Lehman College, CUNY

ePortfolio Professional Development Journey: From General Value to Specific Outcomes


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If you are just starting an ePortfolio journey, here is a professional development strategy that was beneficial to our first steps. The professional development series started with School of Education faculty who expressed interest in developing an ePortfolio pilot project within his/her course or program.  We had one pilot project underway and it began to pique faculty interest. Some participants were encouraged to participate in the first round of professional development because they already had paper portfolios or were part of a program that would benefit greatly from an ePortfolio process. Representatives from three different departments participated, enabling conversation and support across disciplines.  In order to start an ePortfolio pilot, faculty needed to commit to six 2-hour sessions, plus individual time to develop course objectives and an ePortfolio template. Nine faculty members (a large group from a faculty of 45) participated in the professional development series.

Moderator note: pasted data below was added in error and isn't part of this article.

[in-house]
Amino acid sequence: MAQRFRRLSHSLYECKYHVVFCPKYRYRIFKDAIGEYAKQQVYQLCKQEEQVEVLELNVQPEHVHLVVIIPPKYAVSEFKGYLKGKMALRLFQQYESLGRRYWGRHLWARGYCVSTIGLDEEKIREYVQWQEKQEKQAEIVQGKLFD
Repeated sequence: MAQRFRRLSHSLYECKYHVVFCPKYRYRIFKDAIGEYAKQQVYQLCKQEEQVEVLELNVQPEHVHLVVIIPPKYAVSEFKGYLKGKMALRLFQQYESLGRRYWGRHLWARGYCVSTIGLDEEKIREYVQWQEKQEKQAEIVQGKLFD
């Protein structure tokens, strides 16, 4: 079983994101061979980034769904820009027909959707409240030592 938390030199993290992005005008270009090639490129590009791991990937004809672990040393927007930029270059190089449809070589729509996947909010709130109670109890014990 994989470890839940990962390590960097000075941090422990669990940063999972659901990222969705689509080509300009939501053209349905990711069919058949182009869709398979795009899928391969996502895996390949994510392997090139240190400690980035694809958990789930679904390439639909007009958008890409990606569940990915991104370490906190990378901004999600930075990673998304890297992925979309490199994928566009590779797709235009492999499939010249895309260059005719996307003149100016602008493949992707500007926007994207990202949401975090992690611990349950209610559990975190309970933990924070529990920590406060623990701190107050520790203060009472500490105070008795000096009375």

Professional development aimed to:

  • Highlight the role of ePortfolios to enhance student learning
  • Encourage faculty to participate in learning (as a student), creating his/her own ePortfolio
  • Discuss and evaluate if/how/when to develop ePortfolio into new teaching practices

Although the Educational Technology Coordinator set an agenda for professional development, some topics were expanded or collapsed based on the needs, readiness and expectations of the group.

With an attempt to create a constructivist learning environment, our workshops encouraged participants to work together, share thoughts and ideas, and to participate in guided hand-on activities using the ePortfolio tools and online resources. In addition, we continued to grapple with how ePortfolios might improve the learning experience in classes and programs. [See Professional Development Practice: Conceptualizing ePortfolio for details.]

Hitting a Detour

Now, several years later, many changes have taken place. A new dean joined the School of Education, we became a “School” and no longer a “Division,” we switched ePortfolio providers; We began our second national accreditation process (NCATE) and also began to learn about new New York State teacher performance assessment certification requirements (that would include a specific portfolio submission and commentary about a unit plan and classroom teaching). The switch in ePortfolio vendors came several months after our strongest workshop series, and the interest in learning a new tool diminished participation greatly. Recruiting new faculty seemed easy initially.  Faculty volunteered time to participate in the initial workshop series due to “word of mouth” about the pilot projects.  But retaining faculty after this major change proved impossible.